YACHT BUILDING CORNER :: View Forum - Members Multi's

Bob Oram Design

Regards,
__________________
Tom
http://scrumbleproject.wordpress.com
'No shortcuts for a vehicle from which you cannot get out and walk'
scrumble is offline   Reply With Quote
Old 21-05-2010, 21:34   #21
Senior Cruiser
 
schoonerdog's Avatar

Cruisers Forum Supporter

Join Date: May 2004
Location: annapolis
Boat: st francis 44 mk II catamaran
Posts: 1,174
Images: 4
That question is easy, PDQ 44

Beachable mini keels which are sacrificial, beachable but will come off if on a reef and allow you to sail back off it, many have found it saved their boats

Encloseable cockpit - perhaps one of the best out there, it's a huge florida room when the enclosure is down and the weather is nasty

Hard dodger with solar panels - check, the top is hard, has molded in solars, is strong enough to walk on.

all lines lead to cockpit - yep, they are led through a special channel that goes back, no problems, one person can quite easily handle it.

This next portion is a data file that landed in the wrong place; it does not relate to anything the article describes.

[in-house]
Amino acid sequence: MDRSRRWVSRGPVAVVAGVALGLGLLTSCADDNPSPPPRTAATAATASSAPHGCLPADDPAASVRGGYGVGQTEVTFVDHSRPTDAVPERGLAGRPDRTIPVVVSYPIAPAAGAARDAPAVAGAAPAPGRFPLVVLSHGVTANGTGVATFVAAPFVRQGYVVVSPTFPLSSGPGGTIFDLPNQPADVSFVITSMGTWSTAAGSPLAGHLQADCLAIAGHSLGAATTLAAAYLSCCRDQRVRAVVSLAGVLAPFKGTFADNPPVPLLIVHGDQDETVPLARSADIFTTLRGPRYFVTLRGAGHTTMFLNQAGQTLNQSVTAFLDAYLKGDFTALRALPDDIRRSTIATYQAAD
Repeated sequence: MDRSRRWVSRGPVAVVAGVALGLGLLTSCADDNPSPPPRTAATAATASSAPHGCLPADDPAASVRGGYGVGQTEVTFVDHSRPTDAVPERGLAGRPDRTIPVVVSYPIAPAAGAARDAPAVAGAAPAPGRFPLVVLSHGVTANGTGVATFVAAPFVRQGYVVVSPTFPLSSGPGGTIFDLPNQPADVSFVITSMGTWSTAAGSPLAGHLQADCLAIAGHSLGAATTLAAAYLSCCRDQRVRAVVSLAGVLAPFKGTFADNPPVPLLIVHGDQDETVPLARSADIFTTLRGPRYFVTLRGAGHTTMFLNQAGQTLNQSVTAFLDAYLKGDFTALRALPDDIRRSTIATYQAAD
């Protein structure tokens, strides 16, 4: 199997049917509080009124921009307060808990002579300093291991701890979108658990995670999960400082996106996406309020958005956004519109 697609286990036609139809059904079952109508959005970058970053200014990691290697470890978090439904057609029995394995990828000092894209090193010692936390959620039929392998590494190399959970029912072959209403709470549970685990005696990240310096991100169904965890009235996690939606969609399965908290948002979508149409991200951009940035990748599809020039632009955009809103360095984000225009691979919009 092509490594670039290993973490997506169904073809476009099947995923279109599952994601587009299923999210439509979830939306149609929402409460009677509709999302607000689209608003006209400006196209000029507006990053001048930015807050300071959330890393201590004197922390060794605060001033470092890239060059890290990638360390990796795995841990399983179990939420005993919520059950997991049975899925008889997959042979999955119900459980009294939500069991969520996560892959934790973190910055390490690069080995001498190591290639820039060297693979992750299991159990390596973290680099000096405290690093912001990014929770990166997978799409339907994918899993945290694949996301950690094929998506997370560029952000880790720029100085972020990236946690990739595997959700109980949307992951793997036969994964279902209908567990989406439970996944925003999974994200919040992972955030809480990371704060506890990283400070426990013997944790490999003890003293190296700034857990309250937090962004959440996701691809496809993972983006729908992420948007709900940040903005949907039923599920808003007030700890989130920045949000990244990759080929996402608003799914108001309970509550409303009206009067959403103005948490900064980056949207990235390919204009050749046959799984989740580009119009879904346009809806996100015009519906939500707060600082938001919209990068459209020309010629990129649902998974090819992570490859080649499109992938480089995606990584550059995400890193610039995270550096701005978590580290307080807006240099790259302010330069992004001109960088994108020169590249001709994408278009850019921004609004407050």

being able to see over the saloon deck roof - it's one of the few where they made it so you can see over the roof yet also be protected with the communication and ease of a helm inside the cockpit

CE certified category A - check

No slapping (30" min it seems?) - yes, far more clearance than most, you can drive a dingy underneath it.

I believe direct drive motors will be more reliable then saildrives. - check, direct shafts coming from centered motors

yanmar diesels - yes

no balsa core - yes, and balsa is the cheapest construction material, it's why every charter boat has it.